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Children Craft Books

Books on crafts to occupy children with.

-The Scientific American Boy | by A. Russell Bond
The aim of this book to suggest certain diversions of this character for the boy camper which, aside from affording him plenty of physical exercise, will also develop his mental faculties, and above all stimulate that natural genius which is characteristic of every typical American boy. To this end the story contains descriptions of a large collection of articles which can be made by any boy of average intelligence, not only in the camp but at home as well.
-The American Girl's Home Book of Work And Play yet, though boys are provided for, girls have no book that will be a trustworthy guide, either in work or play; and it is hoped that the present one will fill that "long unoccupied niche" which many authors have felt it their mission to redeem from emptiness, and become the trusted friend and adviser of all the girls who are uncertain what is best in either work or play. All directions have been made as plain and explicit as possible; and the writer believes that every fact and figure may be trusted as the real result of real work, and that, while the Louisiana girl may have to plan a slightly different course from her Massachusetts sister, the same results are probable for both.
-The Jolly Book Of Boxcraft | by Patten Beard
Near Jollyplay in Boxland, on Boxcraft Road to Fun, There lies a children's village - a very happy one. Its buildings are all boxes - the hotel and the store, The school-house and the station, and many others more! The name of it is Boxville. Its villagers are toys, And those who build in Boxville are merry girls and boys. You, too, may go to Boxland to make a house for play -Look! Here, you'll see the guide-post! Before you lies the way. Take cardboard boxes with you - maybe, some paste or glue, A pencil, and a paint-box, - and take your scissors too. I'll tell you all about it. We'll start - the turning's here; It was a fairy told me about this village, dear!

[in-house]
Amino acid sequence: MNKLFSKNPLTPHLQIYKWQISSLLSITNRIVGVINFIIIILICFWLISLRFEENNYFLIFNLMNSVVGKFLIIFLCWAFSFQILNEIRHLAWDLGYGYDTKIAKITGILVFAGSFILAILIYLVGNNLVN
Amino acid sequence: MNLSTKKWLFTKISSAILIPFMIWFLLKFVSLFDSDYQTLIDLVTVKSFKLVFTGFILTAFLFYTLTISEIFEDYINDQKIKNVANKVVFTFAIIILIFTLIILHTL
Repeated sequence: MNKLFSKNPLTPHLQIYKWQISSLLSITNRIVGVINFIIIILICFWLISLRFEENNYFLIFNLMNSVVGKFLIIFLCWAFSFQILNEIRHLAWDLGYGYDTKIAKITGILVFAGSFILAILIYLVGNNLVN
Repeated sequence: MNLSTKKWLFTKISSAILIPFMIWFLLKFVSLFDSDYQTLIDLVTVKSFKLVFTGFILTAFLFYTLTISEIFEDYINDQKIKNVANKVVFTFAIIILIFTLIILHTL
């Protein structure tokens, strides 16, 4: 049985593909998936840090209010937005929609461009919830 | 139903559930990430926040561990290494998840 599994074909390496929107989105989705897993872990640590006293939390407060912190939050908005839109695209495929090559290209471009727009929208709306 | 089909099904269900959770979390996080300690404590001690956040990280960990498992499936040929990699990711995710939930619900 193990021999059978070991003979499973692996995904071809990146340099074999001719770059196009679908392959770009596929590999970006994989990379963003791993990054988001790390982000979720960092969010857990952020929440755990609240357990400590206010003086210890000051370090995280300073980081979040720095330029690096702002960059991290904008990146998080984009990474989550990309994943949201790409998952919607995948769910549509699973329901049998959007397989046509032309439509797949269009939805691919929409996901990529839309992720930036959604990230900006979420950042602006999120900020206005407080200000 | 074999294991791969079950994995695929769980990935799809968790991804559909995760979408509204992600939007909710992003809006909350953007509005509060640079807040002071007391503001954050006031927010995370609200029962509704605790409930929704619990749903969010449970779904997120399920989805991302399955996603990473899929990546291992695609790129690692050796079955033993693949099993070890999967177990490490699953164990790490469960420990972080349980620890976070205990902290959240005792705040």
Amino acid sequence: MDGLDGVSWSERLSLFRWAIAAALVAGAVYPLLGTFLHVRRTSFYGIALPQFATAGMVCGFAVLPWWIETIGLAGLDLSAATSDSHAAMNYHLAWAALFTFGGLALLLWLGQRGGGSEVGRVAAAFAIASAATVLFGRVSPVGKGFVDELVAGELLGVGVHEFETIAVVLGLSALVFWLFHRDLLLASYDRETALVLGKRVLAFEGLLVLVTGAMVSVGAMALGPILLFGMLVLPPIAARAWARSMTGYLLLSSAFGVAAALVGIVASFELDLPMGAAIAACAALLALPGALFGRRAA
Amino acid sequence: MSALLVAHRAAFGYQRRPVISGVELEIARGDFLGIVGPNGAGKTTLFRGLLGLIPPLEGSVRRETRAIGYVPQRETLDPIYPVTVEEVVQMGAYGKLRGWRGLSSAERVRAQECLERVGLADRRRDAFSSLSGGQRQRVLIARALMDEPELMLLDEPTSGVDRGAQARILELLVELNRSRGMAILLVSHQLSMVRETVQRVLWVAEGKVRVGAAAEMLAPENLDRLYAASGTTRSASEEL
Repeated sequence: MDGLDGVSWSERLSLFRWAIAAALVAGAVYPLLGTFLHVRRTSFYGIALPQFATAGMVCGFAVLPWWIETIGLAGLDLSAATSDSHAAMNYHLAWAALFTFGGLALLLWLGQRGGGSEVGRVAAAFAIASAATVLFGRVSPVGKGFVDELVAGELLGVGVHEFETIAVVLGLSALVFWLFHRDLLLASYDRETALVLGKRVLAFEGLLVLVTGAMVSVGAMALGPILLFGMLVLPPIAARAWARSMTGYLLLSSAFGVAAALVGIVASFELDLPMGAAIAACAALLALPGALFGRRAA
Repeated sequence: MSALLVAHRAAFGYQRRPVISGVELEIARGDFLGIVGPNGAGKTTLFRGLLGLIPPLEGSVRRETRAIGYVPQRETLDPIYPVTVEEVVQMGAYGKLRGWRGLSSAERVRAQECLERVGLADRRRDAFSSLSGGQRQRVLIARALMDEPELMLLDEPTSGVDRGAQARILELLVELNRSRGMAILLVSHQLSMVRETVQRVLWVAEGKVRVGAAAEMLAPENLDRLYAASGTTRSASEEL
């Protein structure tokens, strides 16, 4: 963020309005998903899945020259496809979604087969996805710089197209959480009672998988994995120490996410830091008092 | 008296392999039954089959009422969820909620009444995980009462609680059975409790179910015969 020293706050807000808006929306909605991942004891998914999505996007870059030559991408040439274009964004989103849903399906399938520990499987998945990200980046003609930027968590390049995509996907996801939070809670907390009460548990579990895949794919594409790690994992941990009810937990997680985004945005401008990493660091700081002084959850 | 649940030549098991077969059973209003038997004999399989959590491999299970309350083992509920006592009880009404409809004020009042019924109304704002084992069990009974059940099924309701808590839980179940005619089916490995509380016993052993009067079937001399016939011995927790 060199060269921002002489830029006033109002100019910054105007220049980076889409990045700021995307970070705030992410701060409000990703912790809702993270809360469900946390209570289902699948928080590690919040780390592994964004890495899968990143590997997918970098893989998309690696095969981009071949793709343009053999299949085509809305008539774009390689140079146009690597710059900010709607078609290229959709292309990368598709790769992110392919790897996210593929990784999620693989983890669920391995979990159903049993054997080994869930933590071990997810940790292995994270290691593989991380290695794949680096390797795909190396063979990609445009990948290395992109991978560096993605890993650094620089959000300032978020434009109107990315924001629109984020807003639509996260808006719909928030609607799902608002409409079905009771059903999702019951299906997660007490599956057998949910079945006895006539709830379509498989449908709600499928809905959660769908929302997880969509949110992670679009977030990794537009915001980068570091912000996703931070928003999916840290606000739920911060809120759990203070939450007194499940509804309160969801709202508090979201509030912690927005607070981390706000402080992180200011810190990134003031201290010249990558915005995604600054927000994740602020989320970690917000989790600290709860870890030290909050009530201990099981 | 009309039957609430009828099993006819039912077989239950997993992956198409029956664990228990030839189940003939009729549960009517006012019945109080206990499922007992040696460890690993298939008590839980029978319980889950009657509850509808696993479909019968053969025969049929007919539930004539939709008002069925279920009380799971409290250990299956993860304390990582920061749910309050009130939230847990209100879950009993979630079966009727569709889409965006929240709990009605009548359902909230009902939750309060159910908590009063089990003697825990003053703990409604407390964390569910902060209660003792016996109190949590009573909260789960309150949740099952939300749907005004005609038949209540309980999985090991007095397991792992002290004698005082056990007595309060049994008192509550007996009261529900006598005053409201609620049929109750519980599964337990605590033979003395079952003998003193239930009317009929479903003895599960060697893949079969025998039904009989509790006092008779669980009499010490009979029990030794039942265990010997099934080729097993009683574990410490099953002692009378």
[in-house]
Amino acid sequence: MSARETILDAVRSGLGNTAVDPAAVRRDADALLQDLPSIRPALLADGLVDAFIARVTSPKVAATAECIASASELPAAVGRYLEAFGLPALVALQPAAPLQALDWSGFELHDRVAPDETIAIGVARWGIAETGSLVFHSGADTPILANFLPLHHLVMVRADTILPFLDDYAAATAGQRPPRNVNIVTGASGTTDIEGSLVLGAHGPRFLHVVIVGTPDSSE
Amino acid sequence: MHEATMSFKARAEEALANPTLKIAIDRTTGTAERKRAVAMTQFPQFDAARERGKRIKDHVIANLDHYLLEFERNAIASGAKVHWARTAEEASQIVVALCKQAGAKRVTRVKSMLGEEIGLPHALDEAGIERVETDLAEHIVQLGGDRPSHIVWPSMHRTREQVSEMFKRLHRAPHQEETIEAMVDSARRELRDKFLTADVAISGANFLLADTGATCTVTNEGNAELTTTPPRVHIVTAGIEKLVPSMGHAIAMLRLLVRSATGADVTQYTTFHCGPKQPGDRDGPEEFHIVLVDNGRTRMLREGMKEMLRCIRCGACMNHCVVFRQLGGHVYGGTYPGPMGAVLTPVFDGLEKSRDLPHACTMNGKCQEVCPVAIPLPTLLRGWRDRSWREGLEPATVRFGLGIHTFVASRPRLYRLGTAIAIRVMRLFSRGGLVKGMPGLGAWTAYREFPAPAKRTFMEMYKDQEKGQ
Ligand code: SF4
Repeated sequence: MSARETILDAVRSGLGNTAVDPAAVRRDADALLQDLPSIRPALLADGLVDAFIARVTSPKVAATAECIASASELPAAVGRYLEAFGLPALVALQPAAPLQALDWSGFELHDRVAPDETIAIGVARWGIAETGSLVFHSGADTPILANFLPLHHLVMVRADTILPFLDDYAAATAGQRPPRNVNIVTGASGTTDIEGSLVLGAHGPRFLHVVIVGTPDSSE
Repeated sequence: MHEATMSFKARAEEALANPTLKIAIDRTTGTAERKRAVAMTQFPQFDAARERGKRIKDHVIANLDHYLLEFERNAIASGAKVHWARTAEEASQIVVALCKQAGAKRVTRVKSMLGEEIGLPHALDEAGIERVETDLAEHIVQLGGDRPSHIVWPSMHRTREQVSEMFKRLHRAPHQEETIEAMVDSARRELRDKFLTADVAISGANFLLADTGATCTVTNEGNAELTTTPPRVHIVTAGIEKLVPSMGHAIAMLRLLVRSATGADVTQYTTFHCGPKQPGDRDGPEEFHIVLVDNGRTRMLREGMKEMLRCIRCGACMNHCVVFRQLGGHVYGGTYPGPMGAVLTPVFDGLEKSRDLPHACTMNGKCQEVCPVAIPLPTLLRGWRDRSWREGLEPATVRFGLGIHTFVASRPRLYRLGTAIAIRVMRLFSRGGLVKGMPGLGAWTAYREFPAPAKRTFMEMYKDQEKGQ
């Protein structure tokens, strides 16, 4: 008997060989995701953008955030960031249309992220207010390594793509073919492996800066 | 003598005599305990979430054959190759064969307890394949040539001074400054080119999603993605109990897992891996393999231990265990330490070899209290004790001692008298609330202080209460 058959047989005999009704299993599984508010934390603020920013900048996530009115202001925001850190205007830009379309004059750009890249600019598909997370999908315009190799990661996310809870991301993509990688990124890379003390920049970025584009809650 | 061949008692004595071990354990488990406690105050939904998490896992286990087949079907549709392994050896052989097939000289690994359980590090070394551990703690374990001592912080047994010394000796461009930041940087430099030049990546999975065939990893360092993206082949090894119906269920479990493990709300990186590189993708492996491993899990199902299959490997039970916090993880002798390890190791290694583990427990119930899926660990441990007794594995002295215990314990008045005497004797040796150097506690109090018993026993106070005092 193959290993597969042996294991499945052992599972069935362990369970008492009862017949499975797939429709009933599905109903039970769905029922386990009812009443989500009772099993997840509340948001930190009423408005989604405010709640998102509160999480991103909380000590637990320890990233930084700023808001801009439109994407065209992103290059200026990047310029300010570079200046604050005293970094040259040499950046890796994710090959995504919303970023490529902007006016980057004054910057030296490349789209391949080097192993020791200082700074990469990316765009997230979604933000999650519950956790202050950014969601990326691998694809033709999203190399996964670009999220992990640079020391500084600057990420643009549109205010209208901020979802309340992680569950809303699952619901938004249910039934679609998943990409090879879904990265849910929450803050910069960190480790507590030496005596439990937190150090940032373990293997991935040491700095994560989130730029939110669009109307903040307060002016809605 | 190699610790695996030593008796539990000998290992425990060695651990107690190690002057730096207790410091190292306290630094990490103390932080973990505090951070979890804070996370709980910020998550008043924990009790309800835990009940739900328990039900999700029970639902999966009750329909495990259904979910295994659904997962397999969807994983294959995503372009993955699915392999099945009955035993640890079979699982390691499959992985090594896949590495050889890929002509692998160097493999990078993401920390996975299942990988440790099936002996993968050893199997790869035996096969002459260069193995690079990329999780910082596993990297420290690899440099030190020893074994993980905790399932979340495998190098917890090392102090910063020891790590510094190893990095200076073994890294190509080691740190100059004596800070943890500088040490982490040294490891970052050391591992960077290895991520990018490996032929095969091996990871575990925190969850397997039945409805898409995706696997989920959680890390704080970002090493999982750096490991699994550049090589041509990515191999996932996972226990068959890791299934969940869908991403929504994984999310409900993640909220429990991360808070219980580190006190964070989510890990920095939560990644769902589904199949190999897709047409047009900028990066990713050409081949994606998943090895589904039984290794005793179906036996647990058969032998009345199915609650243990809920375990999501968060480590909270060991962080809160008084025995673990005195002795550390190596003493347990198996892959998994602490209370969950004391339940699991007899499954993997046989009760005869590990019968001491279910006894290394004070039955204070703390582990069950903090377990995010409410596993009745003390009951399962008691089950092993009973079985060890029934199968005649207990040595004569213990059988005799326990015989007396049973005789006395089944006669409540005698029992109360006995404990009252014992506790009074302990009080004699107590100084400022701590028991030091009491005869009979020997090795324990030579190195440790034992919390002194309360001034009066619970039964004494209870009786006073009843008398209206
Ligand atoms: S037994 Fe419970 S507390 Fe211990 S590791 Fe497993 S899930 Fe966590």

-Paper Folding And Cutting | by Katherine M. Ball
A series of foldings and cuttings especially adapted to kindergartens and public schools
-Busy Hands: Construction Work For Children | by Isabelle F. Bowker
One purpose of this book is to make clearer the subjects which may be studied in connection with language or history. Children are delighted to make any article. They enter into construction work with the utmost zeal. In this volume the author has sought to direct this natural interest of the child in such a way that its studies will be more clearly understood.
-Raphia And Reed Weaving | by Elizabeth Sanborn Knapp
Including also cardboard and paper construction. A practical course for primary and elementary schools
-Paper and Cardboard Construction | by G. F. Buxton, F. L. Curran
An analysis of the scope of paper and cardboard construction for primary grades of public schools. An outline of a course with directions for making the problems. Information regarding courses, equipment, supplies, and methods of handling the work. A bibliography of the subject, book problems, box problems, card problems, envelope problems.
-Geometric Exercises In Paper Folding | by Tandalam Sundara Row
The idea of this book was suggested to me by Kindergarten Gift No. VIII. - Paper-folding. The gift consists of two hundred variously colored squares of paper, a folder, and diagrams and instructions for folding. The paper is colored and glazed on one side. The paper may, however, be of self-color, alike on both sides. In fact, any paper of moderate thickness will answer the purpose, but colored paper shows the creases better, and is more attractive. The kindergarten gift is sold by any dealers in school supplies ; but colored paper of both sorts can be had from stationery dealers. Any sheet of paper can be cut into a square as explained in the opening articles of this book, but it is neat and convenient to have the squares ready cut.